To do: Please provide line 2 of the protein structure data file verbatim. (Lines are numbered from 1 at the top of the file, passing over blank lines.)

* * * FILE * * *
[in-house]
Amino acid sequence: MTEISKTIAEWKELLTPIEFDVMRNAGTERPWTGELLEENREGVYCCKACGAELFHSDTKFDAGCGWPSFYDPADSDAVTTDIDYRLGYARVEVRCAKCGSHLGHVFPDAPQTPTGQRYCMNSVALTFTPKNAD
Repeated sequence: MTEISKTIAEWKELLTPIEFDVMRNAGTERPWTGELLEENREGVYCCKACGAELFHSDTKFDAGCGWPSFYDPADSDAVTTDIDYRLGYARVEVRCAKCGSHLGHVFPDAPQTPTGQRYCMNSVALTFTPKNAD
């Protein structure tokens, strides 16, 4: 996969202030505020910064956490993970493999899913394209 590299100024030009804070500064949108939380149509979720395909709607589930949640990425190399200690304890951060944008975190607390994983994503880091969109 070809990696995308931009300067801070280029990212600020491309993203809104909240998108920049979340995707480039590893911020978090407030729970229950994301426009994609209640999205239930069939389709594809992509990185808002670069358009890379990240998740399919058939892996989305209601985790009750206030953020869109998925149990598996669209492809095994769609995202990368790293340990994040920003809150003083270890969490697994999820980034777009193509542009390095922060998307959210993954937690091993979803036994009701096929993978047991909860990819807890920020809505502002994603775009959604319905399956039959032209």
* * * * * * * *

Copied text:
Amino acid sequence: MTEISKTIAEWKELLTPIEFDVMRNAGTERPWTGELLEENREGVYCCKACGAELFHSDTKFDAGCGWPSFYDPADSDAVTTDIDYRLGYARVEVRCAKCGSHLGHVFPDAPQTPTGQRYCMNSVALTFTPKNAD